Crush syndrome may be in the title of this episode, but post-traumatic stress disorder is the condition driving the storytelling. Jessica Jones had an emotionally charged debut by committing to the character’s damaged mental health, and Jessica’s PTSD symptoms intensify in “AKA Crush Syndrome” as she realizes that her former attacker has returned to terrorize her. Kilgrave (David Tennant) is out there ruining the lives of others to get Jessica’s attention, and while she’s dedicated to stopping him, her plan of action doesn’t eliminate the scars Kilgrave left on her psyche.
According to the National Institute of Mental Health, there are three main types of symptoms associated with PTSD: re-experiencing symptoms (flashbacks, bad dreams, frightening thoughts), avoidance symptoms (staying away from things associated with the trauma, emotional numbness, intense guilt or depression), and hyperarousal symptoms (being easily startled, feeling tense or on edge, difficulty sleeping, angry outbursts). Jessica Jones (Krysten Ritter) exhibits various aspects of all three, situating her character in mental and emotional territory that is very different from the Marvel superhero norm.
Jessica is a superhero, but not in the traditional sense. She’s not a superhero because she has extraordinary abilities and uses them to help others. She has the powers, and she technically helps people by working as a private investigator, but catching cheating spouses and serving court summons aren’t the same as saving the world with the Avengers or becoming a neighborhood protector like Daredevil. Jessica Jones is a superhero because she’s a survivor. She suffered severe, prolonged abuse at the hands of an evil man, and even though her trauma has made a considerable impact on her mental health, she’s still alive and trying to stay afloat in a sea of fear and despair. And that’s heroic.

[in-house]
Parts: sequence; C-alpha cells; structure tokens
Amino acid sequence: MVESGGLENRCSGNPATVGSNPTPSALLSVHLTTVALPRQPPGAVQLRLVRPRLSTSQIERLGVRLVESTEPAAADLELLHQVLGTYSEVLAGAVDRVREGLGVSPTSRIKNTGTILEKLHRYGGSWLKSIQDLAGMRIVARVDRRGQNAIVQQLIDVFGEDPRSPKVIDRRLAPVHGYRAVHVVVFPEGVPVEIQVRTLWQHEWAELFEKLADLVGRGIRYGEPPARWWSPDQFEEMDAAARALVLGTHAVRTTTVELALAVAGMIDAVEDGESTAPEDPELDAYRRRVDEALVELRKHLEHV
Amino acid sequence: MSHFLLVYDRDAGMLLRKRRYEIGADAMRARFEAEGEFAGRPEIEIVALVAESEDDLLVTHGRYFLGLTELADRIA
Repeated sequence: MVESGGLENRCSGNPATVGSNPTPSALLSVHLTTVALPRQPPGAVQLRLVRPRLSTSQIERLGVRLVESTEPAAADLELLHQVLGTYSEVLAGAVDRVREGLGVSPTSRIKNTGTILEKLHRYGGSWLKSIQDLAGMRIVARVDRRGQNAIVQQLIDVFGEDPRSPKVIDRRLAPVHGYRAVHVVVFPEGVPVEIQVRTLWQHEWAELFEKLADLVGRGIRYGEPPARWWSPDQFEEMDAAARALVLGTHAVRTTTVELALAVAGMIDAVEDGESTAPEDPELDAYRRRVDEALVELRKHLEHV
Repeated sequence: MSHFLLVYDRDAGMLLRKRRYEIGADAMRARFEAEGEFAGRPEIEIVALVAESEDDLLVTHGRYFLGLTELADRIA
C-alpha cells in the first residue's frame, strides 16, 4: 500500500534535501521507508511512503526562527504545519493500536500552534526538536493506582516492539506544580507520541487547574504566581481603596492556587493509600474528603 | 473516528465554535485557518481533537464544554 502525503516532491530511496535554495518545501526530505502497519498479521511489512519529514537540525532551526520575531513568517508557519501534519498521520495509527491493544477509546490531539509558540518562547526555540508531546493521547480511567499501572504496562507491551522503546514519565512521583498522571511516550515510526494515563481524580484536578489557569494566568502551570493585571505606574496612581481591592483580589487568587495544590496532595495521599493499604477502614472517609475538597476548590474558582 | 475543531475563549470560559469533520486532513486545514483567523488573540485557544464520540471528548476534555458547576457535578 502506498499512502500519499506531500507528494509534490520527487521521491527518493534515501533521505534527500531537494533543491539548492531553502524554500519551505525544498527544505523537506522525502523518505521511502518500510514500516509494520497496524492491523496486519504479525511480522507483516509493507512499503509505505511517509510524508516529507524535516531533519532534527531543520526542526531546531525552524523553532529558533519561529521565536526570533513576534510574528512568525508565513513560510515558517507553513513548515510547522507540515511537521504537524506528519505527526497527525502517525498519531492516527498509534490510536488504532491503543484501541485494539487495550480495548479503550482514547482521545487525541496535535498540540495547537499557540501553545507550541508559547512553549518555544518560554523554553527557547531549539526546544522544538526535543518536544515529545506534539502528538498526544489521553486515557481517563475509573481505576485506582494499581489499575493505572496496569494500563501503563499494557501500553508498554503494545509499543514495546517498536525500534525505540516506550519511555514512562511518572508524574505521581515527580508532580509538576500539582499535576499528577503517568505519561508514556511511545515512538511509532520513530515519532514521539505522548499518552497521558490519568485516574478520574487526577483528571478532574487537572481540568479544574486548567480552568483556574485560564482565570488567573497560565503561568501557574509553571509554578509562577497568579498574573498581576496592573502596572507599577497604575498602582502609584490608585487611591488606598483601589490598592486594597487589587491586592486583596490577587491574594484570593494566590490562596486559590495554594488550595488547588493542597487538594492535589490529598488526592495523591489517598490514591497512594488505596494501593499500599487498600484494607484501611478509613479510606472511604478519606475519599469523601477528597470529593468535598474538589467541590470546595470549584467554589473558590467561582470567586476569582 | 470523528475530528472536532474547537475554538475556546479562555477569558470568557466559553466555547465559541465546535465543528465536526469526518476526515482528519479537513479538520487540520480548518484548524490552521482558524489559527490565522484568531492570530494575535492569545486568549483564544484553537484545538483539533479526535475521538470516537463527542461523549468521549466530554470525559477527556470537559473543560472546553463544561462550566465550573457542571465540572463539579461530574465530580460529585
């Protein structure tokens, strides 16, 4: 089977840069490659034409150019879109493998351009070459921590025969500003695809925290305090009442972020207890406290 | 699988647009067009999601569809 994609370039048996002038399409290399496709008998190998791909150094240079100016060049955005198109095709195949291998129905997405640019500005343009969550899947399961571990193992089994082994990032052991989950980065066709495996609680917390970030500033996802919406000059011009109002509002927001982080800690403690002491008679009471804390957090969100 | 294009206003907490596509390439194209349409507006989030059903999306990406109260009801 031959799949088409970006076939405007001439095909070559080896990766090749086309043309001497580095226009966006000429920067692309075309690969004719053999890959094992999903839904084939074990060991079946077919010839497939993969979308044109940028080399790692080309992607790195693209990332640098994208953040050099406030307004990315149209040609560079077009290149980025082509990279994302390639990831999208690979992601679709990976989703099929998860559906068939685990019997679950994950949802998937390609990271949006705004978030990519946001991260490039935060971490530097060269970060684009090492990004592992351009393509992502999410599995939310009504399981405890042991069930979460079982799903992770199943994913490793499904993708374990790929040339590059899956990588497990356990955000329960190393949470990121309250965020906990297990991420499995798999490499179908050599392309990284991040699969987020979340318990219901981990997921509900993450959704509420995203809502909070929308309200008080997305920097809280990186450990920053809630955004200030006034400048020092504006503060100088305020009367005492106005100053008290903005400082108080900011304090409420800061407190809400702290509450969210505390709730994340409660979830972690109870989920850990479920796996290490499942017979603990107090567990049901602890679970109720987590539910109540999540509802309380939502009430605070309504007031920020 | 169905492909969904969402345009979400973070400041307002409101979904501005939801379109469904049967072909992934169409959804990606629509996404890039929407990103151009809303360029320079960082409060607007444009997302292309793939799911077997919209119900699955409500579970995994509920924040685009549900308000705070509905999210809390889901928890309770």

In her essay, “A Heroic Failure,” published in the backmatter of this month’s Image comics Codename: Baboushka #2, Danielle Henderson, creator of the “Feminist Ryan Gosling” Tumblr, writes about how the traditional definition of a hero is failing women, creating female heroes that fit male ideals while ignoring the specific issues plaguing women. “There are a million little disasters you can feel every day as a woman living in a culture that constantly insists that you’ll never be enough, so much so that for some of us simply getting out of bed is a triumph.” Henderson writes. “If you walked out on the street right now and asked women to tell you about the women they consider heroic, you’d probably ask more than 100 before you got to someone who mentioned a superhero.”
Henderson then goes on to call out her best friend who faces down her daughter’s illness with care and humor, a woman who loudly shut down a harasser on the subway, and the grandmother that came out of retirement to raise Henderson and her brother when their mother abandoned them on a doorstep. “My heroes wear invisible capes.” Henderson writes. “My heroes are women who find ways to survive.” Jessica Jones delivers these kinds of female heroes, first and foremost in its titular character, but also in her best friend Trish Walker (Rachael Taylor), who stays by Jessica’s side when the rest of the world doesn’t believe her story about a sadistic mind-controlling rapist and murderer.
With the exception of Agents Of S.H.I.E.L.D. (which has plenty of other issues), Marvel Studios’ properties have a poor track record with relationships between women. There have been some solid female friendships—Jane and Darcy in Thor, Peggy and Angie on Agent Carter—but they haven’t been essential to the narrative like Jessica’s relationships with the women in her life: Trish, attorney Jeri Hogarth (Carrie Anne-Moss), Kilgrave’s newest victim Hope Schlottman (Erin Moriarty), and insufferable neighbor Robyn (Colby Minifie). All of these women have different roles in Jessica’s life—Trish is the confidant, Jeri is the employer, Hope is the motivation, Robyn is the nuisance—and they each have their own individual personality, giving Jessica Jones a multi-dimensional female ensemble.